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Oops - didn't see the discussion button and sent as a message - my sincere apologies!

Trying again :

Looking for some advice on this issue, as what I have read thus far is far from clear!

Some background : We install wind turbines. We started in March and all directors have thus far worked unpaid. We are about to start payment. Some directors will be employees paid weekly (admin staff) other directors will be paid on a job by job basis. One of our directors is a trained electrician who used to be self employed. Because of the work we have developed he would prefer to be self employed for the electrical stuff. He has his own tools and own insurance.

What we are trying to establish is wether we can legally subcontract some of the work to one of our own directors. My reading so far seems very far from clear, with stuff to do with IR35 perhaps looking relevant.

If anyone has any ideas or answers it would very much be appreciated!

Thanks

Ronie

Tags: directors, employment, status, tax

Views: 678

Replies to This Discussion

Ronie, you need to start by separating in your mind the work someone does as a Director and the work they do as an electrician (for example).

The job of a Director is to run the company. The job of a self-employed electrician is to install electrical circuits.

In one's role as a Director one could never by self-employed (even non-Exec Directors are employed, they might just have lots of employments). In one's role as an electrician one could easily be employed or self-employed.

 

Legal

Legally, you can subcontract some of the installation work to Directors as long as (being a CIC) you pay them the market rates. For an electrician this should be pretty easy to determine, so I don't see an issue here.

 

Tax

You can still sub-contract the installation work to a Director, and it could be done through his self-employment, if he also does other work as a self-employed individual for other customers. If this company is his only customer, then IR35 type things would kick in. However, if he is genuinely in business as an electrician and does work for other people, has business cards, can send a substitute to do the work and doesn't actually have to do it himself then the company could contract with him as a self-employed person.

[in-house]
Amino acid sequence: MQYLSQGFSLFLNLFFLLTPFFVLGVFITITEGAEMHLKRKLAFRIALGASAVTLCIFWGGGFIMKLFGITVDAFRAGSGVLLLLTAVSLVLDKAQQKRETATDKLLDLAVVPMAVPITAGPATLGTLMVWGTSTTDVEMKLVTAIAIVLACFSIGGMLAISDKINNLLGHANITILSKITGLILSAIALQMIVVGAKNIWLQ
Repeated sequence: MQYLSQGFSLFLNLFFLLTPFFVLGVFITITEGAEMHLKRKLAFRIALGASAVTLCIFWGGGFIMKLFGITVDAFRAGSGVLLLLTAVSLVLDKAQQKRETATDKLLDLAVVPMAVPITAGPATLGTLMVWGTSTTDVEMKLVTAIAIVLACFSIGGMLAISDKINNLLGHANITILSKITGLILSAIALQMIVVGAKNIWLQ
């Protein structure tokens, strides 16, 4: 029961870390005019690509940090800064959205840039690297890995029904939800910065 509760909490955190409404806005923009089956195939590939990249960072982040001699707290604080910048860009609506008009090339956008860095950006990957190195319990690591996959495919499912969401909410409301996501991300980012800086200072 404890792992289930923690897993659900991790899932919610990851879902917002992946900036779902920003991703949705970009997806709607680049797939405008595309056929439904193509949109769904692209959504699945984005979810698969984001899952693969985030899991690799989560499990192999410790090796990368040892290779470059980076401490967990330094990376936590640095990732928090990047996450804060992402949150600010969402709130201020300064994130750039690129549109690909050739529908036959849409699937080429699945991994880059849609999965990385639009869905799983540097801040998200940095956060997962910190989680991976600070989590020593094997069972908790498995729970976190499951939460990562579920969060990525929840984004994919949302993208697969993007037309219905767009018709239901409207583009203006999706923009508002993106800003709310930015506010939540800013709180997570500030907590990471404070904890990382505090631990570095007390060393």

In this case the substitution point is going to be key. If the company expects that one individual to do all the relevant work, then self-employed is probably not possible. However, if the company realises they are buying from his self-employed business and he could in theory send along his apprentice and his mate to do some of the work, then it is self-employed.

 

Alastair

Hi Alastair,

Thanks for this. It helps quite a lot. I think he would be an employee for most of the installation work. With regards to the electrical thing, he will have other customers, but he works alone. So when we contract him to do the work, he cannot send anyone else as he doesn't have anyone else!

Not quite sure where that leaves things with regards to the substitution point .....

Incredible how complex the whole system is really!

Thanks for your time so far - much appreciated!

Ronie

The Good News is that the fact that even though he doesn't have any employees this doesn't remove his right to send a substitute if he wanted. Ultimately, if he was ill say, he could take the decision to sub-contract again to a competitor for example.

 

However, it is going to be more complicated if he is doing other installation work as an employee. I think you might struggle to separate the electrical work from the other work. If doing the electrical work as self-employed is a big issue then I suggest you approach your local tax office for a decision up front, or perhaps someone needs to take some real (insured) advice from a local accountant.

 

Happy Holidays :)

thanks for this discussion - found it very useful

mike

thePeoplesPower CIC - cheaper energy together

www.thepeoplesPower.co.uk

How does this work for someone who is self employed but is working on their own as a counsellor or supervisor but is also a director of a CIC

Trish Cox

It is just the same Trish.

 

You sell self-employed counselling services (possibly selling them to the CIC in question) and you should be renumerated separately for your Director duties too.

Hi everyone,

We have been having this exact debate with our Business Mentor. He believes that Limited Company (which CIC's are) Directors are always self employed. Although it is my understanding (from memory) that Directors can be employeed by the company.

I have been trying to research this further, and the only references I can find are those related to insolvancy; where case law has decided that as long as the director has a contract of employment with the company, and has 'acted like an employee' that after the company has become insolvant they have been awarded statutory redundancy pay. http://www.venturegiant.com/news-channel-248-is-a-director-an-emplo...

My question is, if the Directors are employed, does this award the directors other statutory entitlements such as sick pay, maternity pay, annual leave etc.

Also, our income is not yet stable (we only formed in January), how would we calculate a salary, when this is unknown.

Thanks for your thoughts

Natasha

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